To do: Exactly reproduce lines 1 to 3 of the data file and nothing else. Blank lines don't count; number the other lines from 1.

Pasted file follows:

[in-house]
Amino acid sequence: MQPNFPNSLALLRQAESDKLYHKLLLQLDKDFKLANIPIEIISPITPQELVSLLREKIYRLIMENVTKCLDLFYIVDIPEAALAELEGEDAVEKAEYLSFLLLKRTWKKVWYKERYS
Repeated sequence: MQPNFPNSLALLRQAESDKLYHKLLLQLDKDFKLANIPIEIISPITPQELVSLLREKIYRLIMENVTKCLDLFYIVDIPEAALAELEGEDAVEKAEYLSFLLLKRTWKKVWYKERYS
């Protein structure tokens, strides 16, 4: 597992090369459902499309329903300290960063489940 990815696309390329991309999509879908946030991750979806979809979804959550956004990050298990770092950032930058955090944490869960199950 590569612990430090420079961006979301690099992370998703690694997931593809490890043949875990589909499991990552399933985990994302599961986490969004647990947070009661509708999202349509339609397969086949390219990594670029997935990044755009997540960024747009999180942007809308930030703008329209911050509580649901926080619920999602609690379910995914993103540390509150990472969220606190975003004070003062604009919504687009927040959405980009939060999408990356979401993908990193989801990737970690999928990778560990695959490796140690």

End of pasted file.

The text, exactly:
[in-house]
Amino acid sequence: MQPNFPNSLALLRQAESDKLYHKLLLQLDKDFKLANIPIEIISPITPQELVSLLREKIYRLIMENVTKCLDLFYIVDIPEAALAELEGEDAVEKAEYLSFLLLKRTWKKVWYKERYS
Repeated sequence: MQPNFPNSLALLRQAESDKLYHKLLLQLDKDFKLANIPIEIISPITPQELVSLLREKIYRLIMENVTKCLDLFYIVDIPEAALAELEGEDAVEKAEYLSFLLLKRTWKKVWYKERYS